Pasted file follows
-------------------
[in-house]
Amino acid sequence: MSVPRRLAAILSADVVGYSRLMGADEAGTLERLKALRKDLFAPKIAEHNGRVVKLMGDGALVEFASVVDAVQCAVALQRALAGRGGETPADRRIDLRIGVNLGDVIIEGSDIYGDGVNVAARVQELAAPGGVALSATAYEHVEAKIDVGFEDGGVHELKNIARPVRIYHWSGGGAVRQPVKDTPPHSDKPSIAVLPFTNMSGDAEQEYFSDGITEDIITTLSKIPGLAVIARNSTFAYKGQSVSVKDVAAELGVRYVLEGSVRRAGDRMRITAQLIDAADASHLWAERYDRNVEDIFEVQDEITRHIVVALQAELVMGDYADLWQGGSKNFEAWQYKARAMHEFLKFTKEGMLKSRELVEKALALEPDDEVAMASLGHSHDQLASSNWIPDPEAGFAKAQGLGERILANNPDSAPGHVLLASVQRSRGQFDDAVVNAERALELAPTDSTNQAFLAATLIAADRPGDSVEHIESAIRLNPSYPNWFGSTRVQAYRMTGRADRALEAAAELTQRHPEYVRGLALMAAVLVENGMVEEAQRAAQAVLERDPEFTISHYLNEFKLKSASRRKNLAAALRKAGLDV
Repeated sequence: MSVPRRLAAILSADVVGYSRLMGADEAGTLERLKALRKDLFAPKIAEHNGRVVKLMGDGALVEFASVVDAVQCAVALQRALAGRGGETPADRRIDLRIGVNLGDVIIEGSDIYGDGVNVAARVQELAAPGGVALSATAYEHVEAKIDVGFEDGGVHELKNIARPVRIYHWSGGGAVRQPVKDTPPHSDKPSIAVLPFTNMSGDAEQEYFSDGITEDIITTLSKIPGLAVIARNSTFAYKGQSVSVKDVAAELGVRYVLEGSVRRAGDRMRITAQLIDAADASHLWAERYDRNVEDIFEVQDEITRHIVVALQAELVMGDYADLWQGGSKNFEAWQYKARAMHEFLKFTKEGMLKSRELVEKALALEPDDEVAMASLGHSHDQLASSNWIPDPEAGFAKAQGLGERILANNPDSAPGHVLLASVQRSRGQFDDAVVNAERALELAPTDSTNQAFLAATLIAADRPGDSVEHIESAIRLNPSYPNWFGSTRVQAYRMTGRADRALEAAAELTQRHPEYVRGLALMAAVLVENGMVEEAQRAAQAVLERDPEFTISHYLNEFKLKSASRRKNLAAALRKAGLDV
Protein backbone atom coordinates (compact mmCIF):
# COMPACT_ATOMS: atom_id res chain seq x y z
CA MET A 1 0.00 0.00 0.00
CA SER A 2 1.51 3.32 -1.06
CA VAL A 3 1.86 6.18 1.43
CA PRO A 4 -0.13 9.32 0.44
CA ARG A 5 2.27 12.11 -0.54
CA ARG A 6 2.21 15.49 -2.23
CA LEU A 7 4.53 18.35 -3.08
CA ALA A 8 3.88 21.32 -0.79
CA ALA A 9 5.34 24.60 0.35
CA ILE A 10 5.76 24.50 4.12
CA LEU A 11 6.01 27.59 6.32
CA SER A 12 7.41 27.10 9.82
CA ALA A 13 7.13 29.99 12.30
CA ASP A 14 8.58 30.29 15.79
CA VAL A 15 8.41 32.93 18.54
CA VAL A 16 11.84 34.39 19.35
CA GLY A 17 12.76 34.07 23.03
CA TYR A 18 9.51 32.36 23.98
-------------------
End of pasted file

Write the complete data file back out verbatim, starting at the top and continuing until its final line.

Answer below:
[in-house]
Amino acid sequence: MSVPRRLAAILSADVVGYSRLMGADEAGTLERLKALRKDLFAPKIAEHNGRVVKLMGDGALVEFASVVDAVQCAVALQRALAGRGGETPADRRIDLRIGVNLGDVIIEGSDIYGDGVNVAARVQELAAPGGVALSATAYEHVEAKIDVGFEDGGVHELKNIARPVRIYHWSGGGAVRQPVKDTPPHSDKPSIAVLPFTNMSGDAEQEYFSDGITEDIITTLSKIPGLAVIARNSTFAYKGQSVSVKDVAAELGVRYVLEGSVRRAGDRMRITAQLIDAADASHLWAERYDRNVEDIFEVQDEITRHIVVALQAELVMGDYADLWQGGSKNFEAWQYKARAMHEFLKFTKEGMLKSRELVEKALALEPDDEVAMASLGHSHDQLASSNWIPDPEAGFAKAQGLGERILANNPDSAPGHVLLASVQRSRGQFDDAVVNAERALELAPTDSTNQAFLAATLIAADRPGDSVEHIESAIRLNPSYPNWFGSTRVQAYRMTGRADRALEAAAELTQRHPEYVRGLALMAAVLVENGMVEEAQRAAQAVLERDPEFTISHYLNEFKLKSASRRKNLAAALRKAGLDV
Repeated sequence: MSVPRRLAAILSADVVGYSRLMGADEAGTLERLKALRKDLFAPKIAEHNGRVVKLMGDGALVEFASVVDAVQCAVALQRALAGRGGETPADRRIDLRIGVNLGDVIIEGSDIYGDGVNVAARVQELAAPGGVALSATAYEHVEAKIDVGFEDGGVHELKNIARPVRIYHWSGGGAVRQPVKDTPPHSDKPSIAVLPFTNMSGDAEQEYFSDGITEDIITTLSKIPGLAVIARNSTFAYKGQSVSVKDVAAELGVRYVLEGSVRRAGDRMRITAQLIDAADASHLWAERYDRNVEDIFEVQDEITRHIVVALQAELVMGDYADLWQGGSKNFEAWQYKARAMHEFLKFTKEGMLKSRELVEKALALEPDDEVAMASLGHSHDQLASSNWIPDPEAGFAKAQGLGERILANNPDSAPGHVLLASVQRSRGQFDDAVVNAERALELAPTDSTNQAFLAATLIAADRPGDSVEHIESAIRLNPSYPNWFGSTRVQAYRMTGRADRALEAAAELTQRHPEYVRGLALMAAVLVENGMVEEAQRAAQAVLERDPEFTISHYLNEFKLKSASRRKNLAAALRKAGLDV
Protein backbone atom coordinates (compact mmCIF):
# COMPACT_ATOMS: atom_id res chain seq x y z
CA MET A 1 0.00 0.00 0.00
CA SER A 2 1.51 3.32 -1.06
CA VAL A 3 1.86 6.18 1.43
CA PRO A 4 -0.13 9.32 0.44
CA ARG A 5 2.27 12.11 -0.54
CA ARG A 6 2.21 15.49 -2.23
CA LEU A 7 4.53 18.35 -3.08
CA ALA A 8 3.88 21.32 -0.79
CA ALA A 9 5.34 24.60 0.35
CA ILE A 10 5.76 24.50 4.12
CA LEU A 11 6.01 27.59 6.32
CA SER A 12 7.41 27.10 9.82
CA ALA A 13 7.13 29.99 12.30
CA ASP A 14 8.58 30.29 15.79
CA VAL A 15 8.41 32.93 18.54
CA VAL A 16 11.84 34.39 19.35
CA GLY A 17 12.76 34.07 23.03
CA TYR A 18 9.51 32.36 23.98